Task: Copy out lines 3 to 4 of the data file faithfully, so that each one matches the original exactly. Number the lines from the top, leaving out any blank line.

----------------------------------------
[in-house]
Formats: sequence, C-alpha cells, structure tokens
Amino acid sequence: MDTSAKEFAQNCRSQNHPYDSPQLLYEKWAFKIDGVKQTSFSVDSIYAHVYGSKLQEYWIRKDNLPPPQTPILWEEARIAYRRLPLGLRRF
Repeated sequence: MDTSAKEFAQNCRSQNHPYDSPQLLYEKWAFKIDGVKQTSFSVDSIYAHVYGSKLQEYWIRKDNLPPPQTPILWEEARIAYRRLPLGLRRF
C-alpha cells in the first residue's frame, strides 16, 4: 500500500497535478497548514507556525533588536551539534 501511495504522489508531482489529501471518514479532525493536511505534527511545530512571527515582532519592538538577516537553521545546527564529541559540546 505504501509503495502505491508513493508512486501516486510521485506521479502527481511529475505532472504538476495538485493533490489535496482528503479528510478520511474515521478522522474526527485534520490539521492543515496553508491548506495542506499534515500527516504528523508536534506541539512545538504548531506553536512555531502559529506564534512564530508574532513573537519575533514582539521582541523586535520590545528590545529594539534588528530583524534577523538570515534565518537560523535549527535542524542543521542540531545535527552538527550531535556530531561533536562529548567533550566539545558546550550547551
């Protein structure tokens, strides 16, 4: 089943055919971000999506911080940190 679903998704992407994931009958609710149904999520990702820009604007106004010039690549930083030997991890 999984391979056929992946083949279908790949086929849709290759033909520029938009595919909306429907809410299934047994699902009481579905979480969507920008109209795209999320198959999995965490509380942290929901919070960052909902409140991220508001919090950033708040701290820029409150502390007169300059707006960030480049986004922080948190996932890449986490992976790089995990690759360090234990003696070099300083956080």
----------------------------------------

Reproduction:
Amino acid sequence: MDTSAKEFAQNCRSQNHPYDSPQLLYEKWAFKIDGVKQTSFSVDSIYAHVYGSKLQEYWIRKDNLPPPQTPILWEEARIAYRRLPLGLRRF
Repeated sequence: MDTSAKEFAQNCRSQNHPYDSPQLLYEKWAFKIDGVKQTSFSVDSIYAHVYGSKLQEYWIRKDNLPPPQTPILWEEARIAYRRLPLGLRRF